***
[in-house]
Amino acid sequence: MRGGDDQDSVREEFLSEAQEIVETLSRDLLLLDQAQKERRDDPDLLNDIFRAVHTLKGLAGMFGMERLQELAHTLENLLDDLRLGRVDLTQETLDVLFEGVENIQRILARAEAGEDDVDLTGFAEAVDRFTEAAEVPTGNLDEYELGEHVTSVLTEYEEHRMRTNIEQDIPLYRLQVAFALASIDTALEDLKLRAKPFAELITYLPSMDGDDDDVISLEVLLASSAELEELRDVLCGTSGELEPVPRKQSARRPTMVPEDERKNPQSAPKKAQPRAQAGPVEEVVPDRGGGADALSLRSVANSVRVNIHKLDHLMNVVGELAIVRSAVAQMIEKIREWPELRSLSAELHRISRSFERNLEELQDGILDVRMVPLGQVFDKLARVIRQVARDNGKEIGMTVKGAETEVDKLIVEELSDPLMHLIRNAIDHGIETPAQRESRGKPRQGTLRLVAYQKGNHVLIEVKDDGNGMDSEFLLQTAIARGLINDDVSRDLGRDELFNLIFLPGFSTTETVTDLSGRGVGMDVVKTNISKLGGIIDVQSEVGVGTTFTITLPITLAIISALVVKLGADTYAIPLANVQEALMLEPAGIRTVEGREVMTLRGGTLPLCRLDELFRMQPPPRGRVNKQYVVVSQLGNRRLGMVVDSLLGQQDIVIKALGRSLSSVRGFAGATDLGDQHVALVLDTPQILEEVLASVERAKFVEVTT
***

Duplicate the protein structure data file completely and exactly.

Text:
[in-house]
Amino acid sequence: MRGGDDQDSVREEFLSEAQEIVETLSRDLLLLDQAQKERRDDPDLLNDIFRAVHTLKGLAGMFGMERLQELAHTLENLLDDLRLGRVDLTQETLDVLFEGVENIQRILARAEAGEDDVDLTGFAEAVDRFTEAAEVPTGNLDEYELGEHVTSVLTEYEEHRMRTNIEQDIPLYRLQVAFALASIDTALEDLKLRAKPFAELITYLPSMDGDDDDVISLEVLLASSAELEELRDVLCGTSGELEPVPRKQSARRPTMVPEDERKNPQSAPKKAQPRAQAGPVEEVVPDRGGGADALSLRSVANSVRVNIHKLDHLMNVVGELAIVRSAVAQMIEKIREWPELRSLSAELHRISRSFERNLEELQDGILDVRMVPLGQVFDKLARVIRQVARDNGKEIGMTVKGAETEVDKLIVEELSDPLMHLIRNAIDHGIETPAQRESRGKPRQGTLRLVAYQKGNHVLIEVKDDGNGMDSEFLLQTAIARGLINDDVSRDLGRDELFNLIFLPGFSTTETVTDLSGRGVGMDVVKTNISKLGGIIDVQSEVGVGTTFTITLPITLAIISALVVKLGADTYAIPLANVQEALMLEPAGIRTVEGREVMTLRGGTLPLCRLDELFRMQPPPRGRVNKQYVVVSQLGNRRLGMVVDSLLGQQDIVIKALGRSLSSVRGFAGATDLGDQHVALVLDTPQILEEVLASVERAKFVEVTT